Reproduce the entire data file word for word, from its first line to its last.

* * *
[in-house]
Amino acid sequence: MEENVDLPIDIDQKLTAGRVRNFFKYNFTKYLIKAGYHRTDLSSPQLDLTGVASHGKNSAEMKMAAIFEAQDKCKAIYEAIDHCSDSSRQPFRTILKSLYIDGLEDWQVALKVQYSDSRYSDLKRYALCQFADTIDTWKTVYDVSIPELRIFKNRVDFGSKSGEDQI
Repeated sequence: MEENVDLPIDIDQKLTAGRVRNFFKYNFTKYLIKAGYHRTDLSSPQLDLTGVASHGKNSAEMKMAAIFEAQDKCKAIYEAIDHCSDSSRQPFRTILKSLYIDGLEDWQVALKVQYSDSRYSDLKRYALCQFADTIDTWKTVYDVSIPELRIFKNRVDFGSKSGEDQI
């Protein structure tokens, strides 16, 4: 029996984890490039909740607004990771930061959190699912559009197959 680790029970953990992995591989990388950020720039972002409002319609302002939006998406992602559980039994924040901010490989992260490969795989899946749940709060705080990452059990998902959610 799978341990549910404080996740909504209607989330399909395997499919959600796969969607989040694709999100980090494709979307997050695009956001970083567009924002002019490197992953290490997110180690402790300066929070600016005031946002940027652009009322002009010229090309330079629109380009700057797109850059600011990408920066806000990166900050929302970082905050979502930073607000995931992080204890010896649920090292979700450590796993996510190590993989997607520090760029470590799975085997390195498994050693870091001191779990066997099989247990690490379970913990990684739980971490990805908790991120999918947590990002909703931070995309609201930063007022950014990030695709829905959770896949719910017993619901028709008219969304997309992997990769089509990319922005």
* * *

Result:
[in-house]
Amino acid sequence: MEENVDLPIDIDQKLTAGRVRNFFKYNFTKYLIKAGYHRTDLSSPQLDLTGVASHGKNSAEMKMAAIFEAQDKCKAIYEAIDHCSDSSRQPFRTILKSLYIDGLEDWQVALKVQYSDSRYSDLKRYALCQFADTIDTWKTVYDVSIPELRIFKNRVDFGSKSGEDQI
Repeated sequence: MEENVDLPIDIDQKLTAGRVRNFFKYNFTKYLIKAGYHRTDLSSPQLDLTGVASHGKNSAEMKMAAIFEAQDKCKAIYEAIDHCSDSSRQPFRTILKSLYIDGLEDWQVALKVQYSDSRYSDLKRYALCQFADTIDTWKTVYDVSIPELRIFKNRVDFGSKSGEDQI
């Protein structure tokens, strides 16, 4: 029996984890490039909740607004990771930061959190699912559009197959 680790029970953990992995591989990388950020720039972002409002319609302002939006998406992602559980039994924040901010490989992260490969795989899946749940709060705080990452059990998902959610 799978341990549910404080996740909504209607989330399909395997499919959600796969969607989040694709999100980090494709979307997050695009956001970083567009924002002019490197992953290490997110180690402790300066929070600016005031946002940027652009009322002009010229090309330079629109380009700057797109850059600011990408920066806000990166900050929302970082905050979502930073607000995931992080204890010896649920090292979700450590796993996510190590993989997607520090760029470590799975085997390195498994050693870091001191779990066997099989247990690490379970913990990684739980971490990805908790991120999918947590990002909703931070995309609201930063007022950014990030695709829905959770896949719910017993619901028709008219969304997309992997990769089509990319922005």